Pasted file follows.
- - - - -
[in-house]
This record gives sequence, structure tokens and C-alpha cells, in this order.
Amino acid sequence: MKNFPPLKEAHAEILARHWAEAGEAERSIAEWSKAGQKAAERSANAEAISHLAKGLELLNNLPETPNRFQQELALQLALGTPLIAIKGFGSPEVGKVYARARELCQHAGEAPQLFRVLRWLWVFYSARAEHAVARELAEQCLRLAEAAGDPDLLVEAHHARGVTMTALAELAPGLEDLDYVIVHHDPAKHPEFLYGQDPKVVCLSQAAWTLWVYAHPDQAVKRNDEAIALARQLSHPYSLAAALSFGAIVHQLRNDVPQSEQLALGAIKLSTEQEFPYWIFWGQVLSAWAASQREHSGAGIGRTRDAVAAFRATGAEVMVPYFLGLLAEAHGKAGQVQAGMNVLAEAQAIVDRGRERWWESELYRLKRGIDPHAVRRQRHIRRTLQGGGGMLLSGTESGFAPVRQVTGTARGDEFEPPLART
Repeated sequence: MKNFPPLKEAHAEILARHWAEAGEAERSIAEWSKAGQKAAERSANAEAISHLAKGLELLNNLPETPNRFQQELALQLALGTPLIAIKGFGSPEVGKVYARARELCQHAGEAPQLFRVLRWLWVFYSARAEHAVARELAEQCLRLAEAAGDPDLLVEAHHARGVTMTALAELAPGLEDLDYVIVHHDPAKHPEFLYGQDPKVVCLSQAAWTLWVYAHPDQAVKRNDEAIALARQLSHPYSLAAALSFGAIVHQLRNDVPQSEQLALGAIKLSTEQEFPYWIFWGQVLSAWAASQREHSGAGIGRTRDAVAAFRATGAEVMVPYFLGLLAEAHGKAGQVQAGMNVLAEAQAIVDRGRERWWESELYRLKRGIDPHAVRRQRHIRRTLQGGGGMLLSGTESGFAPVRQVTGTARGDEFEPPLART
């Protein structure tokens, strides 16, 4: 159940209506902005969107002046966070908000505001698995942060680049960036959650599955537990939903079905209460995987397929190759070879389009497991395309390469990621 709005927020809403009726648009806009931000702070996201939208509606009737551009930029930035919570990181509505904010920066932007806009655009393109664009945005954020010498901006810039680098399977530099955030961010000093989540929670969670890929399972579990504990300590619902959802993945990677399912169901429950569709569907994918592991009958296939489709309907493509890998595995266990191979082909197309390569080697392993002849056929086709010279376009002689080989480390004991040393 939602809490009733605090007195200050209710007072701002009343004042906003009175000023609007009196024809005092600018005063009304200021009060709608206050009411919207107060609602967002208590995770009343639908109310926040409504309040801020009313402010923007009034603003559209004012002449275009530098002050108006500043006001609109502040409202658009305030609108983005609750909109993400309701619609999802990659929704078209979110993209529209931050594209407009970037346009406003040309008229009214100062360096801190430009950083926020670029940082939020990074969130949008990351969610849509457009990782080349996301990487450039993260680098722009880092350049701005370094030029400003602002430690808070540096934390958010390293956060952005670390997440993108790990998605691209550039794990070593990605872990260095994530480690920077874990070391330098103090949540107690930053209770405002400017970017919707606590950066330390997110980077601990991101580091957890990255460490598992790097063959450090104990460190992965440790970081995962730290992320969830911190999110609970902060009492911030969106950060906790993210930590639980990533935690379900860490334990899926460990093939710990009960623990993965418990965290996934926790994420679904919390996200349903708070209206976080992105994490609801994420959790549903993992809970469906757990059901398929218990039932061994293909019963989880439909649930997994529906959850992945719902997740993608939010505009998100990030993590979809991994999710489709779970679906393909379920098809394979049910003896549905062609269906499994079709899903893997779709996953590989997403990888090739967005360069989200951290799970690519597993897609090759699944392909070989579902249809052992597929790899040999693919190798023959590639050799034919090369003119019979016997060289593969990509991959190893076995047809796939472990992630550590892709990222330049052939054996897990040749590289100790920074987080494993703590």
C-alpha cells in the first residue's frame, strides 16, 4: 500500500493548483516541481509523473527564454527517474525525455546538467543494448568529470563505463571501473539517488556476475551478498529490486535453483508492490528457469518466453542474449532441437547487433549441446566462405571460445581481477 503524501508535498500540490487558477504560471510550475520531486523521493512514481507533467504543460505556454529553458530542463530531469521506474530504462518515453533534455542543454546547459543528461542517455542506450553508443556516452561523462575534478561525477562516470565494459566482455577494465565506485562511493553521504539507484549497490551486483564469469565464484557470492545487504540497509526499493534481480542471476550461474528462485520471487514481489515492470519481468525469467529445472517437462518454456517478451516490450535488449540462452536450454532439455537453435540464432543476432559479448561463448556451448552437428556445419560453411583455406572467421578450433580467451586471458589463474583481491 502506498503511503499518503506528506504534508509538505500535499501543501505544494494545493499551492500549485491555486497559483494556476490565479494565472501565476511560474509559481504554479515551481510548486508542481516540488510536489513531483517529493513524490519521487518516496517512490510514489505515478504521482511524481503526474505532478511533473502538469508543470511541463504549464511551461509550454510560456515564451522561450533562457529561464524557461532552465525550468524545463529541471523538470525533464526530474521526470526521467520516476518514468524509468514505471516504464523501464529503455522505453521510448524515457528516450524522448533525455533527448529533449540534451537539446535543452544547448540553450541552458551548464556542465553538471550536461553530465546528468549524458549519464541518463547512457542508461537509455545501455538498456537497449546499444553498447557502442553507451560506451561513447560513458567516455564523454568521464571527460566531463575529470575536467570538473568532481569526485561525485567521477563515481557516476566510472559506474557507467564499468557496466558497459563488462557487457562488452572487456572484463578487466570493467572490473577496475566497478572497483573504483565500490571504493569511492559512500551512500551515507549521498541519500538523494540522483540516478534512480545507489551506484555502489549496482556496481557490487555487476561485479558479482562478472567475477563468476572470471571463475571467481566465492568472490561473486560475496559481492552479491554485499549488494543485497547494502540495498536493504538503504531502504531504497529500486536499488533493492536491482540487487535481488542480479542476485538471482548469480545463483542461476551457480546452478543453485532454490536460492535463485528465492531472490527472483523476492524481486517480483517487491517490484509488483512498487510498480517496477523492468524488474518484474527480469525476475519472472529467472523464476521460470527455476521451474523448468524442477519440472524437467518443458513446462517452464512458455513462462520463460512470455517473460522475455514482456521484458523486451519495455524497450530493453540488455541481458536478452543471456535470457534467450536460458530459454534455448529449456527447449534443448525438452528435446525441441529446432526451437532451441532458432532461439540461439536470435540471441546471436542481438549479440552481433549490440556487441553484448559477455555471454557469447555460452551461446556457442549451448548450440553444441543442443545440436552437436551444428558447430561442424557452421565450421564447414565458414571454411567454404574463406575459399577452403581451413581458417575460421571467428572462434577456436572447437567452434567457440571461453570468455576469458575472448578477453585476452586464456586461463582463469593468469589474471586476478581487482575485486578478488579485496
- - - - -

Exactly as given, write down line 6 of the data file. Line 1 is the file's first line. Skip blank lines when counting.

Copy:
C-alpha cells in the first residue's frame, strides 16, 4: 500500500493548483516541481509523473527564454527517474525525455546538467543494448568529470563505463571501473539517488556476475551478498529490486535453483508492490528457469518466453542474449532441437547487433549441446566462405571460445581481477 503524501508535498500540490487558477504560471510550475520531486523521493512514481507533467504543460505556454529553458530542463530531469521506474530504462518515453533534455542543454546547459543528461542517455542506450553508443556516452561523462575534478561525477562516470565494459566482455577494465565506485562511493553521504539507484549497490551486483564469469565464484557470492545487504540497509526499493534481480542471476550461474528462485520471487514481489515492470519481468525469467529445472517437462518454456517478451516490450535488449540462452536450454532439455537453435540464432543476432559479448561463448556451448552437428556445419560453411583455406572467421578450433580467451586471458589463474583481491 502506498503511503499518503506528506504534508509538505500535499501543501505544494494545493499551492500549485491555486497559483494556476490565479494565472501565476511560474509559481504554479515551481510548486508542481516540488510536489513531483517529493513524490519521487518516496517512490510514489505515478504521482511524481503526474505532478511533473502538469508543470511541463504549464511551461509550454510560456515564451522561450533562457529561464524557461532552465525550468524545463529541471523538470525533464526530474521526470526521467520516476518514468524509468514505471516504464523501464529503455522505453521510448524515457528516450524522448533525455533527448529533449540534451537539446535543452544547448540553450541552458551548464556542465553538471550536461553530465546528468549524458549519464541518463547512457542508461537509455545501455538498456537497449546499444553498447557502442553507451560506451561513447560513458567516455564523454568521464571527460566531463575529470575536467570538473568532481569526485561525485567521477563515481557516476566510472559506474557507467564499468557496466558497459563488462557487457562488452572487456572484463578487466570493467572490473577496475566497478572497483573504483565500490571504493569511492559512500551512500551515507549521498541519500538523494540522483540516478534512480545507489551506484555502489549496482556496481557490487555487476561485479558479482562478472567475477563468476572470471571463475571467481566465492568472490561473486560475496559481492552479491554485499549488494543485497547494502540495498536493504538503504531502504531504497529500486536499488533493492536491482540487487535481488542480479542476485538471482548469480545463483542461476551457480546452478543453485532454490536460492535463485528465492531472490527472483523476492524481486517480483517487491517490484509488483512498487510498480517496477523492468524488474518484474527480469525476475519472472529467472523464476521460470527455476521451474523448468524442477519440472524437467518443458513446462517452464512458455513462462520463460512470455517473460522475455514482456521484458523486451519495455524497450530493453540488455541481458536478452543471456535470457534467450536460458530459454534455448529449456527447449534443448525438452528435446525441441529446432526451437532451441532458432532461439540461439536470435540471441546471436542481438549479440552481433549490440556487441553484448559477455555471454557469447555460452551461446556457442549451448548450440553444441543442443545440436552437436551444428558447430561442424557452421565450421564447414565458414571454411567454404574463406575459399577452403581451413581458417575460421571467428572462434577456436572447437567452434567457440571461453570468455576469458575472448578477453585476452586464456586461463582463469593468469589474471586476478581487482575485486578478488579485496